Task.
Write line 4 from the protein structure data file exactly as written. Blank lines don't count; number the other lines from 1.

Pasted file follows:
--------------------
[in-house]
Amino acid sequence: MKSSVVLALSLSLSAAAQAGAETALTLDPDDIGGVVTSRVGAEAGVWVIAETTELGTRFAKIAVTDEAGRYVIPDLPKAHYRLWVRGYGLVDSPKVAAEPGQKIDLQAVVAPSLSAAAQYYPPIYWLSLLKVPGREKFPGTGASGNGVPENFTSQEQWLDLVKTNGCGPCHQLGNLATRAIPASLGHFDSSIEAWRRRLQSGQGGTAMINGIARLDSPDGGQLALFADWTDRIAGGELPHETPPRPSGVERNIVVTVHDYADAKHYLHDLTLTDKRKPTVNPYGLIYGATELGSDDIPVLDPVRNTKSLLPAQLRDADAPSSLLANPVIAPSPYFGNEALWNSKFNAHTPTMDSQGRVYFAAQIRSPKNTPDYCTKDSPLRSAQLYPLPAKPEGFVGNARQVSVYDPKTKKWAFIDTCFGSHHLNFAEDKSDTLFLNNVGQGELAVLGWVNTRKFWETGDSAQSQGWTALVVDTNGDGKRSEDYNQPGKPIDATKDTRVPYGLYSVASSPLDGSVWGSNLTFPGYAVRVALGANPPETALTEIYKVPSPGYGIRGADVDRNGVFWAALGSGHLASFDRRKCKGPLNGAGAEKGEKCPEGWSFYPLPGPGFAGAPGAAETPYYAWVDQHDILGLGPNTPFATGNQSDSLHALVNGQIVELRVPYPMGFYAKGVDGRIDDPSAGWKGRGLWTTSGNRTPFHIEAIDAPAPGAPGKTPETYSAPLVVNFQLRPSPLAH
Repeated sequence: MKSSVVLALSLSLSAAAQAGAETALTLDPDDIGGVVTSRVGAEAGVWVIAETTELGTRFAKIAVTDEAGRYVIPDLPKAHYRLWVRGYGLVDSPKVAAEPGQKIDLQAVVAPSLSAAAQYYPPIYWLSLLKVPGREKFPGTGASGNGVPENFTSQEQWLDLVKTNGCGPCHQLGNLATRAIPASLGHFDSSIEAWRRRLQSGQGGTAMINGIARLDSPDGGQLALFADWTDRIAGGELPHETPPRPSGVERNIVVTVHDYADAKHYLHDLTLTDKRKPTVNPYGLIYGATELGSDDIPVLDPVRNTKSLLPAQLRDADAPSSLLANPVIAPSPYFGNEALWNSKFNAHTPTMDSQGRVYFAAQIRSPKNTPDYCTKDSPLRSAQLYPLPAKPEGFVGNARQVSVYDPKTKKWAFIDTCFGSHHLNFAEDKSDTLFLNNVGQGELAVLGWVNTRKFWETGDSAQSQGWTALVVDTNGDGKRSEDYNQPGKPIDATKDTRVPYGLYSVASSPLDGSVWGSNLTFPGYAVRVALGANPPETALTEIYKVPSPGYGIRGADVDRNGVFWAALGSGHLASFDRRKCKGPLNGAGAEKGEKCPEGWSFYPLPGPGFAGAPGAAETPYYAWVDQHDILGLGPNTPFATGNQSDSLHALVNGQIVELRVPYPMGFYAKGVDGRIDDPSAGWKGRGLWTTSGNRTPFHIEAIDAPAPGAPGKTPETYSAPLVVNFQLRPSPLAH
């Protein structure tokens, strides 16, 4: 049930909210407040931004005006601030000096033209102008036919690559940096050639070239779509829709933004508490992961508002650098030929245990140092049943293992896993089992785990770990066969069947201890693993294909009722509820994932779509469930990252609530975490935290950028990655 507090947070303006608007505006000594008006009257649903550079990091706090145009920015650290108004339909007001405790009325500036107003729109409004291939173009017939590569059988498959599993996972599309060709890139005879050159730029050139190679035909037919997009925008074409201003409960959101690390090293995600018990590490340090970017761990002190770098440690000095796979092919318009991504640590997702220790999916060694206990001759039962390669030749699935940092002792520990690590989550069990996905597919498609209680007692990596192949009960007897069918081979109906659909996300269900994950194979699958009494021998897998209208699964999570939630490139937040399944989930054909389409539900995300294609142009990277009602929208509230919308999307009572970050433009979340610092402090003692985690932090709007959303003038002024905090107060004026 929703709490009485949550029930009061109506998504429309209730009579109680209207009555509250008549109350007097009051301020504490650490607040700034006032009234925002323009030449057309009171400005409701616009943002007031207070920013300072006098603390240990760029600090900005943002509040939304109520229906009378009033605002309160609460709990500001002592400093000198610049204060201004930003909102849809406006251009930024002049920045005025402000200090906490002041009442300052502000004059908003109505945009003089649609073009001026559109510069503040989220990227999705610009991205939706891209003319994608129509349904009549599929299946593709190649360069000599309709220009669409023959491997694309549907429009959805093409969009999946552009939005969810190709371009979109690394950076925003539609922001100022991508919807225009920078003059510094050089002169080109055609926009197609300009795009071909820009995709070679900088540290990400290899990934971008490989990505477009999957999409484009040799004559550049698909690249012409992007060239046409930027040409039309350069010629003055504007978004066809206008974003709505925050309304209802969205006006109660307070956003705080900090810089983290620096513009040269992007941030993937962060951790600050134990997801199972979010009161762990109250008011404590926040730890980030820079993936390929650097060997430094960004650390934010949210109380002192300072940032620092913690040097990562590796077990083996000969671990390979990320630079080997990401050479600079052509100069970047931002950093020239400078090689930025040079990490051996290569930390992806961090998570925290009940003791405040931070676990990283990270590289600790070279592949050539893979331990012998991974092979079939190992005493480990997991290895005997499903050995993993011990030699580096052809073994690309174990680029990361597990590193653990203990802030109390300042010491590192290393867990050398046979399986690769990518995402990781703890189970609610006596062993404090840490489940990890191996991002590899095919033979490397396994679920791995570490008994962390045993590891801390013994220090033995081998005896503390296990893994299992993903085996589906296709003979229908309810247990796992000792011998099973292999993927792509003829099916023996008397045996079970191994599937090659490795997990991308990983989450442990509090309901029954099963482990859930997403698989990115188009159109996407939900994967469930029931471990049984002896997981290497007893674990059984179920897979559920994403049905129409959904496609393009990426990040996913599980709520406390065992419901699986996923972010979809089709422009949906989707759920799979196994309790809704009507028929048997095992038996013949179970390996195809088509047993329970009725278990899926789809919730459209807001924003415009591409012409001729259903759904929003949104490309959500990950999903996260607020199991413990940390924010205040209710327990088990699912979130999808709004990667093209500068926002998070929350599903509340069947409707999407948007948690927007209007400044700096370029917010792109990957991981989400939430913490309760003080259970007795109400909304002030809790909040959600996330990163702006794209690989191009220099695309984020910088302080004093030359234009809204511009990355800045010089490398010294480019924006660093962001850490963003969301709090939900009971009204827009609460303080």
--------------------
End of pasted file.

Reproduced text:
């Protein structure tokens, strides 16, 4: 049930909210407040931004005006601030000096033209102008036919690559940096050639070239779509829709933004508490992961508002650098030929245990140092049943293992896993089992785990770990066969069947201890693993294909009722509820994932779509469930990252609530975490935290950028990655 507090947070303006608007505006000594008006009257649903550079990091706090145009920015650290108004339909007001405790009325500036107003729109409004291939173009017939590569059988498959599993996972599309060709890139005879050159730029050139190679035909037919997009925008074409201003409960959101690390090293995600018990590490340090970017761990002190770098440690000095796979092919318009991504640590997702220790999916060694206990001759039962390669030749699935940092002792520990690590989550069990996905597919498609209680007692990596192949009960007897069918081979109906659909996300269900994950194979699958009494021998897998209208699964999570939630490139937040399944989930054909389409539900995300294609142009990277009602929208509230919308999307009572970050433009979340610092402090003692985690932090709007959303003038002024905090107060004026 929703709490009485949550029930009061109506998504429309209730009579109680209207009555509250008549109350007097009051301020504490650490607040700034006032009234925002323009030449057309009171400005409701616009943002007031207070920013300072006098603390240990760029600090900005943002509040939304109520229906009378009033605002309160609460709990500001002592400093000198610049204060201004930003909102849809406006251009930024002049920045005025402000200090906490002041009442300052502000004059908003109505945009003089649609073009001026559109510069503040989220990227999705610009991205939706891209003319994608129509349904009549599929299946593709190649360069000599309709220009669409023959491997694309549907429009959805093409969009999946552009939005969810190709371009979109690394950076925003539609922001100022991508919807225009920078003059510094050089002169080109055609926009197609300009795009071909820009995709070679900088540290990400290899990934971008490989990505477009999957999409484009040799004559550049698909690249012409992007060239046409930027040409039309350069010629003055504007978004066809206008974003709505925050309304209802969205006006109660307070956003705080900090810089983290620096513009040269992007941030993937962060951790600050134990997801199972979010009161762990109250008011404590926040730890980030820079993936390929650097060997430094960004650390934010949210109380002192300072940032620092913690040097990562590796077990083996000969671990390979990320630079080997990401050479600079052509100069970047931002950093020239400078090689930025040079990490051996290569930390992806961090998570925290009940003791405040931070676990990283990270590289600790070279592949050539893979331990012998991974092979079939190992005493480990997991290895005997499903050995993993011990030699580096052809073994690309174990680029990361597990590193653990203990802030109390300042010491590192290393867990050398046979399986690769990518995402990781703890189970609610006596062993404090840490489940990890191996991002590899095919033979490397396994679920791995570490008994962390045993590891801390013994220090033995081998005896503390296990893994299992993903085996589906296709003979229908309810247990796992000792011998099973292999993927792509003829099916023996008397045996079970191994599937090659490795997990991308990983989450442990509090309901029954099963482990859930997403698989990115188009159109996407939900994967469930029931471990049984002896997981290497007893674990059984179920897979559920994403049905129409959904496609393009990426990040996913599980709520406390065992419901699986996923972010979809089709422009949906989707759920799979196994309790809704009507028929048997095992038996013949179970390996195809088509047993329970009725278990899926789809919730459209807001924003415009591409012409001729259903759904929003949104490309959500990950999903996260607020199991413990940390924010205040209710327990088990699912979130999808709004990667093209500068926002998070929350599903509340069947409707999407948007948690927007209007400044700096370029917010792109990957991981989400939430913490309760003080259970007795109400909304002030809790909040959600996330990163702006794209690989191009220099695309984020910088302080004093030359234009809204511009990355800045010089490398010294480019924006660093962001850490963003969301709090939900009971009204827009609460303080």